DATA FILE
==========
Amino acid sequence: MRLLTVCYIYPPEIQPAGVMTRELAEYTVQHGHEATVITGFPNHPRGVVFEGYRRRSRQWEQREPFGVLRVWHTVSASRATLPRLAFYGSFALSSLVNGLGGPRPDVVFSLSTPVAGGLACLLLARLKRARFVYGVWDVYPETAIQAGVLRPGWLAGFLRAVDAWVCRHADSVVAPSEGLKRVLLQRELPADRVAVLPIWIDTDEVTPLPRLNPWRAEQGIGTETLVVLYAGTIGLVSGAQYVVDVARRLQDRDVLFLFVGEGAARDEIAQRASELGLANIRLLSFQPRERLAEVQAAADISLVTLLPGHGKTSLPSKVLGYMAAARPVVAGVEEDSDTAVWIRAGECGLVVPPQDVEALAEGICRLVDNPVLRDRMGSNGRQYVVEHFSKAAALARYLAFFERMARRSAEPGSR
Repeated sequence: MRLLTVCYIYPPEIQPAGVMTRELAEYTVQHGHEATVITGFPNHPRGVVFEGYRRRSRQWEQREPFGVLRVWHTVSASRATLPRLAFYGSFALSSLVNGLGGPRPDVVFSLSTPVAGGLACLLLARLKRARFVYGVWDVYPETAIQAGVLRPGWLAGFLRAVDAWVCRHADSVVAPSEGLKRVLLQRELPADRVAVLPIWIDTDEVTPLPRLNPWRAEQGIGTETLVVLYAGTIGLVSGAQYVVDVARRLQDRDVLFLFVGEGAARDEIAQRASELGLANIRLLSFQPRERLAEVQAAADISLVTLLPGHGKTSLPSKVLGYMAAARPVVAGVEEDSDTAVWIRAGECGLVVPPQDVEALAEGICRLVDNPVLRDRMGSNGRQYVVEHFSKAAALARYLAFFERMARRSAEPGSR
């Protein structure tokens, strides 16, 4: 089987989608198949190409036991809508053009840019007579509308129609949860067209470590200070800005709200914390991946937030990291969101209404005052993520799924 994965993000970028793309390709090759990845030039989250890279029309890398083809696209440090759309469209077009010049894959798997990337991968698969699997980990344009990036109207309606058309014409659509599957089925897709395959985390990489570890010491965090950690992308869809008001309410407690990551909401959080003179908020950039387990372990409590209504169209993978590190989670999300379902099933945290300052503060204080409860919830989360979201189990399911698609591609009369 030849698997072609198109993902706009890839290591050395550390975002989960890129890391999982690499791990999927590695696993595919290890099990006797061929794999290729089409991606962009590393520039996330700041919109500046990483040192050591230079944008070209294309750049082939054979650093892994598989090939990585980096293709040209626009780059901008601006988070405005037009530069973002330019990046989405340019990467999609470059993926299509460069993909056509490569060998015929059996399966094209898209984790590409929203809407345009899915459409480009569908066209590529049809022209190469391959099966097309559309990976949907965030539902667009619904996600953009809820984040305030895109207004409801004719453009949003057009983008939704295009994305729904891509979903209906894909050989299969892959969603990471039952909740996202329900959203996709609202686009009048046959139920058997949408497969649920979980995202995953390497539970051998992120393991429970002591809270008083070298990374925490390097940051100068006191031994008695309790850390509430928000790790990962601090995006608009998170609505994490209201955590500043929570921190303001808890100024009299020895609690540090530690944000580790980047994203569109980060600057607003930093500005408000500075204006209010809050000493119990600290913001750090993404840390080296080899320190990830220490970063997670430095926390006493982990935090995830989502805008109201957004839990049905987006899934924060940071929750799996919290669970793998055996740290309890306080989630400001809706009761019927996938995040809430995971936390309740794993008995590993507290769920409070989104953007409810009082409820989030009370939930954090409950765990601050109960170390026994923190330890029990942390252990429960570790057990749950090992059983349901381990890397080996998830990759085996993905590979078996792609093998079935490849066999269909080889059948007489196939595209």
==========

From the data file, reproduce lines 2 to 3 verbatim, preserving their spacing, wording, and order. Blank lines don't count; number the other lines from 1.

Repeated sequence: MRLLTVCYIYPPEIQPAGVMTRELAEYTVQHGHEATVITGFPNHPRGVVFEGYRRRSRQWEQREPFGVLRVWHTVSASRATLPRLAFYGSFALSSLVNGLGGPRPDVVFSLSTPVAGGLACLLLARLKRARFVYGVWDVYPETAIQAGVLRPGWLAGFLRAVDAWVCRHADSVVAPSEGLKRVLLQRELPADRVAVLPIWIDTDEVTPLPRLNPWRAEQGIGTETLVVLYAGTIGLVSGAQYVVDVARRLQDRDVLFLFVGEGAARDEIAQRASELGLANIRLLSFQPRERLAEVQAAADISLVTLLPGHGKTSLPSKVLGYMAAARPVVAGVEEDSDTAVWIRAGECGLVVPPQDVEALAEGICRLVDNPVLRDRMGSNGRQYVVEHFSKAAALARYLAFFERMARRSAEPGSR
């Protein structure tokens, strides 16, 4: 089987989608198949190409036991809508053009840019007579509308129609949860067209470590200070800005709200914390991946937030990291969101209404005052993520799924 994965993000970028793309390709090759990845030039989250890279029309890398083809696209440090759309469209077009010049894959798997990337991968698969699997980990344009990036109207309606058309014409659509599957089925897709395959985390990489570890010491965090950690992308869809008001309410407690990551909401959080003179908020950039387990372990409590209504169209993978590190989670999300379902099933945290300052503060204080409860919830989360979201189990399911698609591609009369 030849698997072609198109993902706009890839290591050395550390975002989960890129890391999982690499791990999927590695696993595919290890099990006797061929794999290729089409991606962009590393520039996330700041919109500046990483040192050591230079944008070209294309750049082939054979650093892994598989090939990585980096293709040209626009780059901008601006988070405005037009530069973002330019990046989405340019990467999609470059993926299509460069993909056509490569060998015929059996399966094209898209984790590409929203809407345009899915459409480009569908066209590529049809022209190469391959099966097309559309990976949907965030539902667009619904996600953009809820984040305030895109207004409801004719453009949003057009983008939704295009994305729904891509979903209906894909050989299969892959969603990471039952909740996202329900959203996709609202686009009048046959139920058997949408497969649920979980995202995953390497539970051998992120393991429970002591809270008083070298990374925490390097940051100068006191031994008695309790850390509430928000790790990962601090995006608009998170609505994490209201955590500043929570921190303001808890100024009299020895609690540090530690944000580790980047994203569109980060600057607003930093500005408000500075204006209010809050000493119990600290913001750090993404840390080296080899320190990830220490970063997670430095926390006493982990935090995830989502805008109201957004839990049905987006899934924060940071929750799996919290669970793998055996740290309890306080989630400001809706009761019927996938995040809430995971936390309740794993008995590993507290769920409070989104953007409810009082409820989030009370939930954090409950765990601050109960170390026994923190330890029990942390252990429960570790057990749950090992059983349901381990890397080996998830990759085996993905590979078996792609093998079935490849066999269909080889059948007489196939595209």